Anyhow, as always, Lord Packham is the lynch-pin and has kept the gang in good order, with little of the frippery that has so ruined this programme for me, and many others, in the past. There has been the usual pre-recorded interjections throughout the hour from other self-isolating naturalists, whilst a site in the Medip Hills has been given the old camera trap treatment for nesting birds; well, it just wouldn't be Springwatch without a Blue Tit nesting calamity, would it! Also, I was most impressed with Chris Packham`s stepdaughter Megan, herself a professional zoologist, and a knowledgeable and natural to-camera presenter.
  It might sound a bit of a make-do-and-mend-kind-of-a-show, but it worked for me, although it was such a shame that poor old Michaela Strachan was stranded and locked down at home in South Africa! Never mind, we can look forward to her return next year, sometime, perhaps...

Wednesday 27 May 2020

Ring-necked Parakeet

Lade - warm, dry and sunny, ne 3 - A brisk wind off the bay tempered the heat of yesterday and continued to increase throughout the afternoon. The morning round of the local patch was predictably quiet, although the first Dabchick young of spring were on the water around the willow swamp, where there was no sign of yesterdays Turtle Dove. Scanning from the aerial mound delivered several Marsh Harriers and Buzzards over the airfield.
  Last nights moth trap catch was a little disappointing with only the Shears new for the year.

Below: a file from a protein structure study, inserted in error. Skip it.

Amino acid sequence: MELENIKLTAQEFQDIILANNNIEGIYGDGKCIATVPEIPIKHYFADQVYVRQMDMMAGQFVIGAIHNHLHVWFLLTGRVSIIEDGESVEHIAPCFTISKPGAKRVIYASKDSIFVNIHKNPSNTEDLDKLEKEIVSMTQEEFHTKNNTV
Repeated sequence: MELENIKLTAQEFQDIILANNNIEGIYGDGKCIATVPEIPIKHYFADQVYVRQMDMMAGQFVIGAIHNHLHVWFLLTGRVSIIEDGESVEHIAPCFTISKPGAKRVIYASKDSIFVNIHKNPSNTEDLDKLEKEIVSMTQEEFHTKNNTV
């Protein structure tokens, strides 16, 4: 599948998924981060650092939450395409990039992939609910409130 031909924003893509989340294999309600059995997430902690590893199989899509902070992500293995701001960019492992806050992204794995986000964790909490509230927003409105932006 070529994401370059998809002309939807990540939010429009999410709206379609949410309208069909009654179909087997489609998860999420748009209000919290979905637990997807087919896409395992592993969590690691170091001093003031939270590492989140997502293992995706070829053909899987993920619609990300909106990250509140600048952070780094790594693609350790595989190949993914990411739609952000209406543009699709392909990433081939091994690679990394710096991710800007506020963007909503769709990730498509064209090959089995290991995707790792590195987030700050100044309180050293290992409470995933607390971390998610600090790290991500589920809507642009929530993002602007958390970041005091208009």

This afternoon, en-route to Hythe, a Red Kite upset the Herring Gulls in the airspace above the Academy, while from Aldi car park in Hythe the sound and glimpse of a Rose-ringed Parakeet from the housing estate over the road was a first for me.
  An evening visit to the bay yielded the usual waders and gulls on a falling tide, but not a single Sandwich Tern, what has happened to them this spring?

Tuesday 26 May 2020

Turtle Dove

Lade - warm, dry and sunny, se 1 - Another belter of a day with a packed moth trap including 30 Cinnabars, but only Grass Emerald new for the year. The only bird of note outback was a Turtle Dove `purring` from cover in the willow swamp, a wondrous sound of summer and the first I`ve heard here for three years.

                                Grass Emerald

  Despite the beach being busy with day-trippers yesterdays confiding Bar-tailed Godwit defied my pessimistic prognosis and continued to feed actively along the strandline, completely ignoring any passing humans. I couldn't resist half an hour this evening watching it from the shingle bank as it probed about in the soft sand pulling out small marine snails, shrimps and the like.

                               Adult Bar-tailed  Godwit

Monday 25 May 2020

Bar-tailed Godwit

Lade - warm, dry and sunny, e2 - A pretty decent catch in the garden moth trap last night with Brimstone and Small Elephant Hawk-moth new for the year amongst numerous Cinnabars, Heart and Darts and Light Feathered Rustics.

                                Small Elephant Hawk-moth

  Warm sunshine coupled with light winds attracted crowds of people to the coast on what was Bank Holiday Monday, although to be fair, one day is just like another in this New World Order. Even though we were out early for our circuit of the pits there was still a lot more visitors wandering over towards the `Sound Mirrors` throughout the day. Bird wise it was very quiet, so we spent some time checking the plants along the old railway line track.